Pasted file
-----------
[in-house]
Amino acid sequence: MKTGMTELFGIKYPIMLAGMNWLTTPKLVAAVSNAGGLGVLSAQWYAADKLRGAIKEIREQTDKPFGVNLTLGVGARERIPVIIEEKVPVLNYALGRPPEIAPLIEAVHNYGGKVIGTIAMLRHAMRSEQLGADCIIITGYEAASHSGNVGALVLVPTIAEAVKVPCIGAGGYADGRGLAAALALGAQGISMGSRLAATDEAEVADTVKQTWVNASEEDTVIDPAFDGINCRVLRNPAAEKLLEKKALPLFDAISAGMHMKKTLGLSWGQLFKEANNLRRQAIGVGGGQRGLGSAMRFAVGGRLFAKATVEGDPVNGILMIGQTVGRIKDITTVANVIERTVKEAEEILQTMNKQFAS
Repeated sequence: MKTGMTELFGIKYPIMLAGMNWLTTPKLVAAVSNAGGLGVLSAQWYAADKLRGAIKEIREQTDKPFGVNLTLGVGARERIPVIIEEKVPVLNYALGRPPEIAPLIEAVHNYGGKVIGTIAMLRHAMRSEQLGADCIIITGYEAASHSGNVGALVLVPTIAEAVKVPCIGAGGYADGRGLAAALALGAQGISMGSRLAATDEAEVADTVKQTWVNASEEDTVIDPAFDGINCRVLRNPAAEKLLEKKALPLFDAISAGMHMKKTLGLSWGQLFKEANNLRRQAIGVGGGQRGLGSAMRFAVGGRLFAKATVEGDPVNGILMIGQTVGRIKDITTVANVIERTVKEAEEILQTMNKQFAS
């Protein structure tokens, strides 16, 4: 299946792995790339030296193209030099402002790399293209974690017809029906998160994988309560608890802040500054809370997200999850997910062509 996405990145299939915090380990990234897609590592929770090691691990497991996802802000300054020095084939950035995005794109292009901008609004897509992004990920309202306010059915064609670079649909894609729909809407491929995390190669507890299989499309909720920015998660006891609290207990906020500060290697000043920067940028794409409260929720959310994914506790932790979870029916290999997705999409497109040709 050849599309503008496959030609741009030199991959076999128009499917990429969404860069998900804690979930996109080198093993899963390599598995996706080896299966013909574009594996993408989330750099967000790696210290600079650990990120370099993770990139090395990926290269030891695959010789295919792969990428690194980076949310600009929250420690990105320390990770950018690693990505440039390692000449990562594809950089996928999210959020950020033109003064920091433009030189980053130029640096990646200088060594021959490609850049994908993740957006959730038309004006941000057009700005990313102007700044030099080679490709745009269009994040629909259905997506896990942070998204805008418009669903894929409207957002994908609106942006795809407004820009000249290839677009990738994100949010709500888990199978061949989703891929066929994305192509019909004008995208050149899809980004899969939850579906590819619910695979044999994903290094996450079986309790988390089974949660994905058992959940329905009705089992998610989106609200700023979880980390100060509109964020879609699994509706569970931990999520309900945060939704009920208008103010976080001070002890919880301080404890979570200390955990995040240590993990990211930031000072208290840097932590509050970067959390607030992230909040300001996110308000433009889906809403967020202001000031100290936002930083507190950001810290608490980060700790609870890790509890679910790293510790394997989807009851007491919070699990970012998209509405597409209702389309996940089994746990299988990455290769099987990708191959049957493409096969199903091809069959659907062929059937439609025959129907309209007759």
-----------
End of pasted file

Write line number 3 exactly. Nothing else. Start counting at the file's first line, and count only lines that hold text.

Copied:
Repeated sequence: MKTGMTELFGIKYPIMLAGMNWLTTPKLVAAVSNAGGLGVLSAQWYAADKLRGAIKEIREQTDKPFGVNLTLGVGARERIPVIIEEKVPVLNYALGRPPEIAPLIEAVHNYGGKVIGTIAMLRHAMRSEQLGADCIIITGYEAASHSGNVGALVLVPTIAEAVKVPCIGAGGYADGRGLAAALALGAQGISMGSRLAATDEAEVADTVKQTWVNASEEDTVIDPAFDGINCRVLRNPAAEKLLEKKALPLFDAISAGMHMKKTLGLSWGQLFKEANNLRRQAIGVGGGQRGLGSAMRFAVGGRLFAKATVEGDPVNGILMIGQTVGRIKDITTVANVIERTVKEAEEILQTMNKQFAS